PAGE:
The 2009 stimulus package funded millions of dollars for safety improvements for a dam in California that was in "good shape," but not to the Oroville Dam that is now on the verge of a spillway crisis.
Nearly 200,000 residents north of Sacramento were ordered to evacuate after fears that erosion would cause the emergency spillway to fail, which would lead to "catastrophic flooding" from a 30-foot wall of water.
Despite more than a decade of warnings about Oroville, there is no public record of the country’s tallest dam receiving any of the more than $34 billion from the American Recovery and Reinvestment Act sent to California for infrastructure projects.
Over $22 million in stimulus funds did go toward safety improvements to the Folsom Dam, which was described as in "good shape" at the time the grant was awarded in 2009.
"The dam is in good shape but is starting to show its age," a Bureau of Reclamation spokesperson said of the Folsom Dam at the time.
The stimulus was intended to "shore up the nation’s aging infrastructure," said Rep. Mike Thompson, a Democrat who served California’s 1st District before being redistricted to the 5th.
Stimulus projects awarded to the state included $2.2 million for "more attractive" sidewalks and $2.5 million for a 205-acre "zero net energy" community on the University of California Davis campus to put a greater "emphasis on walking" and bicycling.
Warnings about the Oroville Dam have persisted for decades. The dam came within one foot of overflowing in 1997, and three environmental groups unsuccessfully attempted to force the federal government in 2005 to reinforce the emergency spillway with concrete, instead of the "earthen hillside" that is receiving round-the-clock attention to keep from failing.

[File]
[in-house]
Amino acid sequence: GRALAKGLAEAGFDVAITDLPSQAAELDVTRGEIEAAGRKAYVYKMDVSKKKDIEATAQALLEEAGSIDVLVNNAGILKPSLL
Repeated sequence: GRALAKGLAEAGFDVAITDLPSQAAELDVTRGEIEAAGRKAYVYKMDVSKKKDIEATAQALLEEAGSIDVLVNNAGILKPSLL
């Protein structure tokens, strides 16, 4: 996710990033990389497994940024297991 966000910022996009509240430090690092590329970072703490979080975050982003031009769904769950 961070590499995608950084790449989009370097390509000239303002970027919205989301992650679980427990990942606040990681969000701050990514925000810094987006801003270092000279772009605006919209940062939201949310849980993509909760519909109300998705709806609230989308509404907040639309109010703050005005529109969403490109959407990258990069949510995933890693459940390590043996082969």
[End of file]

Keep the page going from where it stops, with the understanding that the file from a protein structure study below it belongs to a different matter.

The California Department of Water Resources denied that it had failed to heed concerns about the emergency spillway.
"We have a very rigorous schedule of inspections that is determined by state and federal regulators," said spokesman Eric See. "We actually do those inspections annually."
The department did not respond to request for comment about the Folsom Dam receiving stimulus funding, but not the Oroville Dam, or whether state officials applied for grants for Oroville under the stimulus.
Gov. Jerry Brown asked for roughly $162 million for cleanup from flooding, and cost estimates to repair the Oroville Dam’s emergency spillway could run as high as $200 million. President Donald Trump approved an emergency declaration order for California Tuesday evening, which authorizes the Federal Emergency Management Agency to provide assistance.
Gov. Brown’s list outlining priority infrastructure projects for the state his office released just last week also included funding for Folsom, but not Oroville.
The emergency evacuation order that affected 188,000 residents was lifted Tuesday, but over 125 construction crews are still working to reinforce the spillways as more rainstorms are forecasted this week.
UPDATE 1:53 P.M.: The original version of this article incorrectly stated that Rep. Mike Thompson represented the 1st District where the Oroville Dam is located. At the time, the 1st District did not include Butte County or the Oroville Dam. As a result of redistricting, the dam is now located in the 1st District, represented by Rep. Doug LaMalfa (R.). We regret the error.
Published under: Government Spending